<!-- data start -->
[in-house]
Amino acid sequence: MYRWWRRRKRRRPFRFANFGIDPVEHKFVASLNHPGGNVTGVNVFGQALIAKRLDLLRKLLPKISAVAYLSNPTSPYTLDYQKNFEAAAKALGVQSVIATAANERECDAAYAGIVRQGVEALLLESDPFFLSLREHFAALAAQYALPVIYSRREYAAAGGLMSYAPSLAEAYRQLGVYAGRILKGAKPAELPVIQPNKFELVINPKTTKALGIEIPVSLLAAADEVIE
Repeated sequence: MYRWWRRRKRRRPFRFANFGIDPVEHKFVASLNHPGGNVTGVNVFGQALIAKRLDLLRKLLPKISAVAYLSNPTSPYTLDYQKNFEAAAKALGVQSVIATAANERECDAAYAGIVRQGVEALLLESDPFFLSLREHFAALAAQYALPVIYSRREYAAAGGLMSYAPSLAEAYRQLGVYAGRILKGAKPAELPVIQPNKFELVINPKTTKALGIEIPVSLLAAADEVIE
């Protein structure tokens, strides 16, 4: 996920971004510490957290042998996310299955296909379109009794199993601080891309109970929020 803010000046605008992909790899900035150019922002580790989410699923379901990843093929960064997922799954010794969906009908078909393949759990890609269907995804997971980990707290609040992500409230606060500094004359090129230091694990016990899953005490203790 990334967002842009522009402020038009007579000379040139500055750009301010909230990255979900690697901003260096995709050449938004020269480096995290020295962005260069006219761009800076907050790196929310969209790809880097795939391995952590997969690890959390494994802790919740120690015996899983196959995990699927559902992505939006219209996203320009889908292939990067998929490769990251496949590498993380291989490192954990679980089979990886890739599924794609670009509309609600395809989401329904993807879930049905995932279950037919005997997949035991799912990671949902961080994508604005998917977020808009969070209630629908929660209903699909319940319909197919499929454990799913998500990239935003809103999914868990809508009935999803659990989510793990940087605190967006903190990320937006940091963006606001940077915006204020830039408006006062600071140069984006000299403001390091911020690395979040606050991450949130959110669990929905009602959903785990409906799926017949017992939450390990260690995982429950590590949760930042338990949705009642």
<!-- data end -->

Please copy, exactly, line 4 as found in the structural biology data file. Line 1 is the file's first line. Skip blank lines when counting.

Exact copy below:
């Protein structure tokens, strides 16, 4: 996920971004510490957290042998996310299955296909379109009794199993601080891309109970929020 803010000046605008992909790899900035150019922002580790989410699923379901990843093929960064997922799954010794969906009908078909393949759990890609269907995804997971980990707290609040992500409230606060500094004359090129230091694990016990899953005490203790 990334967002842009522009402020038009007579000379040139500055750009301010909230990255979900690697901003260096995709050449938004020269480096995290020295962005260069006219761009800076907050790196929310969209790809880097795939391995952590997969690890959390494994802790919740120690015996899983196959995990699927559902992505939006219209996203320009889908292939990067998929490769990251496949590498993380291989490192954990679980089979990886890739599924794609670009509309609600395809989401329904993807879930049905995932279950037919005997997949035991799912990671949902961080994508604005998917977020808009969070209630629908929660209903699909319940319909197919499929454990799913998500990239935003809103999914868990809508009935999803659990989510793990940087605190967006903190990320937006940091963006606001940077915006204020830039408006006062600071140069984006000299403001390091911020690395979040606050991450949130959110669990929905009602959903785990409906799926017949017992939450390990260690995982429950590590949760930042338990949705009642």